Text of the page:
STORY UPDATED: 17:00, 13 January
Screw up your eyes and look hard. This is the new Audi TT. Well,
sorta. Take away the "Allroad" lower-body cladding, and forget the
shooting-brake tail. Put on the usual TT sloping hatchback. Now you see, the
The real thing will be launched later this year, but in the meantime
Audi is decorating its Detroit stand with this Allroad Shooting Brake. It has
the interior of the new TT too - the one they showed at the CES last week.
Audi R&D boss Ulrich Hackenberg told Top Gear, "Yes, the
basis of this concept is the new TT. We've made it as a trailer for the TT. The
TT will be at the Geneva Show [in early March], and go on the market this
Audi has previous on this. You might remember in 2005, the four-ring
tribe did a shooting brake concept version of the second-generation TT at the
Tokyo Show, before the launch of the real roadster and coupe. Back then we
wondered if a shooting brake would ever become the TT's third production
bodystyle. But no.
This time however, it seems Audi really is looking at expanding the
TT line-up. Hackenberg told us, "Last time we didn't make that shooting
brake, but I can imagine the TT has much more potential than we have used up to
now. That's why we did this concept. The trend is to smaller crossovers. So for
example you could do a crossover TT."
He made it clear this is in addition to the more conventional
upcoming A1-sized five-door crossover (likely called Q2) which is already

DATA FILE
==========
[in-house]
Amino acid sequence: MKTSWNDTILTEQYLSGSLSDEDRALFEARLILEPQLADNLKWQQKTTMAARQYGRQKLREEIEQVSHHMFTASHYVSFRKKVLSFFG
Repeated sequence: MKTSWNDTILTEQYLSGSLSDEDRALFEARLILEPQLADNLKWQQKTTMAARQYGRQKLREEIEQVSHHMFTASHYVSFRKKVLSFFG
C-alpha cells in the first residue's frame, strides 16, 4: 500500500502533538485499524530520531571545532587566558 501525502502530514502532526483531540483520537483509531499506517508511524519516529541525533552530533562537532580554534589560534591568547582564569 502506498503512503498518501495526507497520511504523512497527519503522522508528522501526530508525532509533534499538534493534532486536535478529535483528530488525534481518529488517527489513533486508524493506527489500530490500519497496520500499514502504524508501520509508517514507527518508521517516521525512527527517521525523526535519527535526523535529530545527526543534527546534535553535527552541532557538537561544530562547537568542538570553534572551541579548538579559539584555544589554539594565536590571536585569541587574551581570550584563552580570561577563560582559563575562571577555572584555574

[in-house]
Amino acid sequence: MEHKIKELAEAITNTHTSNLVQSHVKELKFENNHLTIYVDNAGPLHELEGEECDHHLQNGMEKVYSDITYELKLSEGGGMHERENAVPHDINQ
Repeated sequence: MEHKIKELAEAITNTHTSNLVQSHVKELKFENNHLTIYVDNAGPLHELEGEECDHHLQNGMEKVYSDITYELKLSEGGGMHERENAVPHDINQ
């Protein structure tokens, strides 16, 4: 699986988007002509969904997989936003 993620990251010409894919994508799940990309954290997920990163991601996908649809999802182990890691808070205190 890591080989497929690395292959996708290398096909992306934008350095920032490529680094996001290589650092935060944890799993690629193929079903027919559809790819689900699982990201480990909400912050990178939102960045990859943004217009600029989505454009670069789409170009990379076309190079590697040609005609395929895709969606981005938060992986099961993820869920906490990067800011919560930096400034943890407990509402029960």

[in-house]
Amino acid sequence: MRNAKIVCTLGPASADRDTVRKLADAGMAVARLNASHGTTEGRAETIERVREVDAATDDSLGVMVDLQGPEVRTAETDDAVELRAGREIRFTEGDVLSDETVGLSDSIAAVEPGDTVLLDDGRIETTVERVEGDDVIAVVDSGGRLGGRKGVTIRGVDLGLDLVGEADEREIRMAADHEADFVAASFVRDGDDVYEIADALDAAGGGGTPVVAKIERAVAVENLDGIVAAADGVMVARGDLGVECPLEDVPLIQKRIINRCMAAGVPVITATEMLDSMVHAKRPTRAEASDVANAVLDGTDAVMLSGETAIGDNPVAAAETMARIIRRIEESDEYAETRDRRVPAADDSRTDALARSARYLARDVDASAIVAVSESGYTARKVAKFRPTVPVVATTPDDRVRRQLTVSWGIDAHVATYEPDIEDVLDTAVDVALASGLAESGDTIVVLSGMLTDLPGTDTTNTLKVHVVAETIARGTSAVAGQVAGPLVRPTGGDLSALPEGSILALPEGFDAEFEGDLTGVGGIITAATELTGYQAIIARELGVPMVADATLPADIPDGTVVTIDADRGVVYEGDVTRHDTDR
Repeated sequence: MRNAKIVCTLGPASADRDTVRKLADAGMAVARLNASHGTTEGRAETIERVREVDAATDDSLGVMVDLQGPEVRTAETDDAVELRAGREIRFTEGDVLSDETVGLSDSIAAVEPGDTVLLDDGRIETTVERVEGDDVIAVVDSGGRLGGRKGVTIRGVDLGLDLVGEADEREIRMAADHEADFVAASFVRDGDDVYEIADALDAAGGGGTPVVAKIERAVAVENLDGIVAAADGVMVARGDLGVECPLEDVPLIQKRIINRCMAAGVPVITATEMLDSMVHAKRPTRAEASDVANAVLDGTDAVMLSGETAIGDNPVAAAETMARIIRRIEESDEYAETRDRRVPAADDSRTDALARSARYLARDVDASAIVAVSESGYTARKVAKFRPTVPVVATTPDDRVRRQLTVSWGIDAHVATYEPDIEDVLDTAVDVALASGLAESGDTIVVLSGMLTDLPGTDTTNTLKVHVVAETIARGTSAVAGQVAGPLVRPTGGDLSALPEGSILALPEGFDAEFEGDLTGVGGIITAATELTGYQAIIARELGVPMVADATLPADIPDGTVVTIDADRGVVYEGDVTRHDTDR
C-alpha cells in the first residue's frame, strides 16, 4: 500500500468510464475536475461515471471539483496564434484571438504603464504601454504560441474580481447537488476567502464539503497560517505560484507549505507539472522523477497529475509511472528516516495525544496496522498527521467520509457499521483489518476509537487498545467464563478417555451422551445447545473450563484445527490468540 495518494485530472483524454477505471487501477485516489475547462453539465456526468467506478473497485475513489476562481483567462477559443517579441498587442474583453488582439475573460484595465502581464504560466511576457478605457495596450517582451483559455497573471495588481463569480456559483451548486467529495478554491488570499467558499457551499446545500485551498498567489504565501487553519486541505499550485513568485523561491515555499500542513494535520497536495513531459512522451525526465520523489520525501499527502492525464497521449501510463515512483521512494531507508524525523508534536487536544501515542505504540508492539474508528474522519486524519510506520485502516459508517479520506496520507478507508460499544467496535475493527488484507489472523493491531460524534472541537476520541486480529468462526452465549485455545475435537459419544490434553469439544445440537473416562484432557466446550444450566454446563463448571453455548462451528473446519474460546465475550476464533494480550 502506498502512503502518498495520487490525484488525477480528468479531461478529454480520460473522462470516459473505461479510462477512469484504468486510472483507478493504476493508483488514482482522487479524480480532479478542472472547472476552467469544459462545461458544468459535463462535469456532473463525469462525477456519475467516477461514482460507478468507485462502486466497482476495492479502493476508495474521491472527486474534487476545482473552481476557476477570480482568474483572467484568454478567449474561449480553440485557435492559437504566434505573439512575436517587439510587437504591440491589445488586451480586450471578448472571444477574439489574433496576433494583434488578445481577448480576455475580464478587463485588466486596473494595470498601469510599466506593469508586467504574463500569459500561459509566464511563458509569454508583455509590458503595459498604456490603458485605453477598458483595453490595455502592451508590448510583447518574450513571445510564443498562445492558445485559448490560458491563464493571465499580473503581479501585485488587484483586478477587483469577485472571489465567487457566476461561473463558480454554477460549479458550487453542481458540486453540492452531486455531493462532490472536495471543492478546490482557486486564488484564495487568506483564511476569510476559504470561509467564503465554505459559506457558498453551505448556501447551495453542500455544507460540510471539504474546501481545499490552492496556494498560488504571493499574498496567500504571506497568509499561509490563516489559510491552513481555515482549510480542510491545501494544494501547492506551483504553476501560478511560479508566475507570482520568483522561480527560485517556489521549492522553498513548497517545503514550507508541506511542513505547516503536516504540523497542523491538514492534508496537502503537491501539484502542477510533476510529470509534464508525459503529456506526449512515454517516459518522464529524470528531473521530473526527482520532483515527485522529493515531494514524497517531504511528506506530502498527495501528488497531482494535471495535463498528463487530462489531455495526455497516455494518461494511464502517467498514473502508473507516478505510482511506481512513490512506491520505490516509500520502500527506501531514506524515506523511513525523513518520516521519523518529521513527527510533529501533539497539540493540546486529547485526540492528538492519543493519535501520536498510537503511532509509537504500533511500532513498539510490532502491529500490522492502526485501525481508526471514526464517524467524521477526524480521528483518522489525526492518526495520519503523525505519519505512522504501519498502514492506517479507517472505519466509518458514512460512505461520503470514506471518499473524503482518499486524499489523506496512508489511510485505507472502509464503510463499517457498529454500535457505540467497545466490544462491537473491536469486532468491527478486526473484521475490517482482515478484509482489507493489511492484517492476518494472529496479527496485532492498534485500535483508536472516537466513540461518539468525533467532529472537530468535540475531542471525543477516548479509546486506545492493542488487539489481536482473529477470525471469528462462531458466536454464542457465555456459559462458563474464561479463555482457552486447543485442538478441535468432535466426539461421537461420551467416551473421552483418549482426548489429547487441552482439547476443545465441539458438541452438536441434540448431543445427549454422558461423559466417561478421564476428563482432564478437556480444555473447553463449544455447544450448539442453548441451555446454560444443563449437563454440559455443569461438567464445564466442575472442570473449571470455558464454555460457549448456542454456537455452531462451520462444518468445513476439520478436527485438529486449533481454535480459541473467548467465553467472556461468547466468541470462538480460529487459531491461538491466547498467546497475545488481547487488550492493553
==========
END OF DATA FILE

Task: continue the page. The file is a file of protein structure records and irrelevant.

signed off for production in 2016.
The show car is ruddy fast. It uses the S3's 2.0TFSi engine of
292bhp. It also gets a hybrid motor between the engine and the S-Tronic
transmission. That combo drives the front wheels only, but besides that,
there's also another electric motor for the rear wheels. In total the system
has a 408bhp output, so Audi reckons it can do 0-62 in 4.6sec.
The concept has a battery big enough to be charged from the mains,
giving it 31 miles of electric-only 4WD range. That also means 149mpg in the
official cycle, if not the real world when you're laying down your
Encouragingly Hackenberg hints at other more speedy expansions to the
TT range too. He says RS models are becoming more important for Audi and that
they will happen on almost every Audi model line. So we can take it that a TT
RS is a given.
We also ask him about a lightweight-special TT. He answers that
because the TT uses the MQB matrix, it's possible to mix in ultra-light
components including a carbonfibre roof, all built in on the main production
line, to get the kilos off. "I can imagine that car as a limited
series," he says. Good.